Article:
A World Vision project featuring cows and coffee cemented the relationship between Andrew and Callixte. Villagers were given cows to raise for milk and fertilizer. The fertilizer was used to grow coffee plants. Villagers combined their plots to create bigger farms on which to grow the coffee. In every group were genocide perpetrators and survivors so that World Vision would continue to talk through the issues of healing and reconciliation.

The men, who are in a group called Good Coffee, are looking forward to their first coffee harvest. They also are starting a side business with cows, walking together to purchase cows from the market and reselling them for a profit.

Cows are now just cows, says Callixte. They symbolize nothing but opportunity. “Cows are no longer seen as a way of dividing social classes of people.”

Today, Andrew and Callixte go to prisons together, visiting genocide perpetrators who are still incarcerated and talking with them about reconciliation. Learning to forgive has made all the difference for the two friends and their families. “It has set us free, me and him,” says Andew. “It has set our families free.”

Sometimes transformation is physical: a school with new classrooms, sturdy desks, and paint still wet to the touch. Sometimes transformation happens within groups: a community learns to work together toward a common goal. But the most intoxicating transformations happen when hardened hearts change.

“You see in every country, people get wounded. People get hurt. They need to forgive. They need to reconcile,” says Antoine, who today is a pastor in Kigali, an author, and an international speaker. “Your life becomes better when you repent, confess, and reconcile.”

After working with World Vision in the beginning, Antoine chose to minister to the church. He was asked to stay on by World Vision International’s then-President Graeme Irvine, but he had other plans. “I’d like to go around and bring together pastors, build some hope, and put them back into activity,” he told Graeme.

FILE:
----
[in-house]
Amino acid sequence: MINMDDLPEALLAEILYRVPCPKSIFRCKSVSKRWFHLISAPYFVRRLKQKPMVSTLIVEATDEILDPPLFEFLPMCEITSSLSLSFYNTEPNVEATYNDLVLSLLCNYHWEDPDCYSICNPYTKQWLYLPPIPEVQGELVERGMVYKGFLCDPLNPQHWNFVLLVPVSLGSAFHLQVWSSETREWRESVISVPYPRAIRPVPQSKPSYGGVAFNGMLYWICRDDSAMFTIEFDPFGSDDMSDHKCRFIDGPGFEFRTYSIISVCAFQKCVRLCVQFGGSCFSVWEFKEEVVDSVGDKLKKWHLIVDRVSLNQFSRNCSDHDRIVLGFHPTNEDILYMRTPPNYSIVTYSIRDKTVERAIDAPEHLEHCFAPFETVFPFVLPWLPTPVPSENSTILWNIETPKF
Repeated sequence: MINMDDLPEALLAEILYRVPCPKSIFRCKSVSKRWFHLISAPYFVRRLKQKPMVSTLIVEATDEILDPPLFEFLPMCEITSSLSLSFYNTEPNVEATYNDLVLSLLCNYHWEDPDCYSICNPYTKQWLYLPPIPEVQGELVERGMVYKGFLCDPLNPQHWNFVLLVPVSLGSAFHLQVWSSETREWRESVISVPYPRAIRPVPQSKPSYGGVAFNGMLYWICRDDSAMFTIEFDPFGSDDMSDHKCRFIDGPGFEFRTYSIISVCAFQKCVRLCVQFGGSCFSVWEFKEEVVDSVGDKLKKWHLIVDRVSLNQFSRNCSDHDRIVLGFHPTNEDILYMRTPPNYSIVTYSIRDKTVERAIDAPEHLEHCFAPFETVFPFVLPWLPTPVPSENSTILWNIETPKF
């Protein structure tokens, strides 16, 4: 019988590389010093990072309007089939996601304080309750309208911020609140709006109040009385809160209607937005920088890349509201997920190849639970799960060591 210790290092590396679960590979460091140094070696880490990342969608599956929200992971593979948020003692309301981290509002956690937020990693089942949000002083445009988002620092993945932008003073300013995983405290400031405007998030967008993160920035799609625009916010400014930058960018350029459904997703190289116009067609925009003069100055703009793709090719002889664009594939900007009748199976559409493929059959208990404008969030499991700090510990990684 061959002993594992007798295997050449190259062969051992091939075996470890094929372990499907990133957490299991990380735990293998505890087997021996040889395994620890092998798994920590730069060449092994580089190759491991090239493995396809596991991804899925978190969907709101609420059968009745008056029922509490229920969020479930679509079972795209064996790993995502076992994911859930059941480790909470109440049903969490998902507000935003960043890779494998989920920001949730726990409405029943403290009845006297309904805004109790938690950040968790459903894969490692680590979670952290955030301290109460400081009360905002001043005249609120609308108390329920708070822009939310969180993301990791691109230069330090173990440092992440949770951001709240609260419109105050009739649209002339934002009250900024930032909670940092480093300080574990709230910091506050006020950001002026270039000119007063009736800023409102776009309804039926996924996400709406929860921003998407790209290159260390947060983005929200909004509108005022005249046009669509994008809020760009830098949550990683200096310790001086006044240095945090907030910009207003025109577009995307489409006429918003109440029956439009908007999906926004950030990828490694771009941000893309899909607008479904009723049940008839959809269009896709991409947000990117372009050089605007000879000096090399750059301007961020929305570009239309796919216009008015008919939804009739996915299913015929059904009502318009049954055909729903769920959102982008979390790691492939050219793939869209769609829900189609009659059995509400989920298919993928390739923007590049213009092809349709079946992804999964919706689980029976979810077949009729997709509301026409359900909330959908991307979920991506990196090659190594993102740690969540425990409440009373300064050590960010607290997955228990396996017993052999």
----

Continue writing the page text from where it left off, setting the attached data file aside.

Rwandan churches were in a terrible state. Many had been used as staging grounds for killing. There was mistrust among the congregants.

Before the genocide, more than 80 percent of Rwandans said they were Christians — which meant that many of the perpetrators thought of themselves as believers. Antoine knew the church had failed Rwandans, and he was bent on setting things right.

World Vision funded his work. “I remember the first money we used for reconciliation with churches was given by World Vision,” he says.

In 20 years of ministry in this shattered country, World Vision has provided practical aid and programs that brought people together. Sponsorship focused on children, the hope of the country. But the real progress is something that might only be detected in the laughter of friends after church on a Sunday afternoon, or the sight of children kicking a handcrafted soccer ball, or in a calm moment when wind whispers through the leaves of a tea plantation.

“World Vision has done many things in this community,” says Jonathan Gahima, an early church partner in southern Rwanda, “but to me as a pastor, the most important thing was healing people’s hearts.”

Martin Tindiwensi of World Vision in Rwanda contributed to this story.